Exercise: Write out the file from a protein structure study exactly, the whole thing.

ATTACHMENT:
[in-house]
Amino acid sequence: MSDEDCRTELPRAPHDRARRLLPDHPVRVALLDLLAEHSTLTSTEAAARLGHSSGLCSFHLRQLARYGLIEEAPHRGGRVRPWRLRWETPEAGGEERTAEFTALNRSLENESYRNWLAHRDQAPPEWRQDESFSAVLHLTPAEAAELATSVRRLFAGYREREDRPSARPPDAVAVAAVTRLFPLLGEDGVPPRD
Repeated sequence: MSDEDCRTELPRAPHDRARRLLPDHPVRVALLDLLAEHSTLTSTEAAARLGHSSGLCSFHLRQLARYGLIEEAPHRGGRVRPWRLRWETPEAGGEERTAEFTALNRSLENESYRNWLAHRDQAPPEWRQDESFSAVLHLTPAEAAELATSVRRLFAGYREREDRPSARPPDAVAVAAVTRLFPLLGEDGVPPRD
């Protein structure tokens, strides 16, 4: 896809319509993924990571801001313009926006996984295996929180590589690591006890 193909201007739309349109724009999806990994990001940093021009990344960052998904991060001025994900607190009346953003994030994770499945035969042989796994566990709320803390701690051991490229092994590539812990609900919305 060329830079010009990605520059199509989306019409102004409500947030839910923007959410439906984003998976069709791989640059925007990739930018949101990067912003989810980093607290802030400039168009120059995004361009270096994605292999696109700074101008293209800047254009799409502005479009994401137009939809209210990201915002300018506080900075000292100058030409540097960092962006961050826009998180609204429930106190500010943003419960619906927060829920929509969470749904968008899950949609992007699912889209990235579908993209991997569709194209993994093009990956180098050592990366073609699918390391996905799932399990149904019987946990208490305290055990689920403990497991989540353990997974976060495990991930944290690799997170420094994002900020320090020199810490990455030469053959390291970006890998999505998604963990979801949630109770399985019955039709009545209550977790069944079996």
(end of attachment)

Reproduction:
[in-house]
Amino acid sequence: MSDEDCRTELPRAPHDRARRLLPDHPVRVALLDLLAEHSTLTSTEAAARLGHSSGLCSFHLRQLARYGLIEEAPHRGGRVRPWRLRWETPEAGGEERTAEFTALNRSLENESYRNWLAHRDQAPPEWRQDESFSAVLHLTPAEAAELATSVRRLFAGYREREDRPSARPPDAVAVAAVTRLFPLLGEDGVPPRD
Repeated sequence: MSDEDCRTELPRAPHDRARRLLPDHPVRVALLDLLAEHSTLTSTEAAARLGHSSGLCSFHLRQLARYGLIEEAPHRGGRVRPWRLRWETPEAGGEERTAEFTALNRSLENESYRNWLAHRDQAPPEWRQDESFSAVLHLTPAEAAELATSVRRLFAGYREREDRPSARPPDAVAVAAVTRLFPLLGEDGVPPRD
């Protein structure tokens, strides 16, 4: 896809319509993924990571801001313009926006996984295996929180590589690591006890 193909201007739309349109724009999806990994990001940093021009990344960052998904991060001025994900607190009346953003994030994770499945035969042989796994566990709320803390701690051991490229092994590539812990609900919305 060329830079010009990605520059199509989306019409102004409500947030839910923007959410439906984003998976069709791989640059925007990739930018949101990067912003989810980093607290802030400039168009120059995004361009270096994605292999696109700074101008293209800047254009799409502005479009994401137009939809209210990201915002300018506080900075000292100058030409540097960092962006961050826009998180609204429930106190500010943003419960619906927060829920929509969470749904968008899950949609992007699912889209990235579908993209991997569709194209993994093009990956180098050592990366073609699918390391996905799932399990149904019987946990208490305290055990689920403990497991989540353990997974976060495990991930944290690799997170420094994002900020320090020199810490990455030469053959390291970006890998999505998604963990979801949630109770399985019955039709009545209550977790069944079996």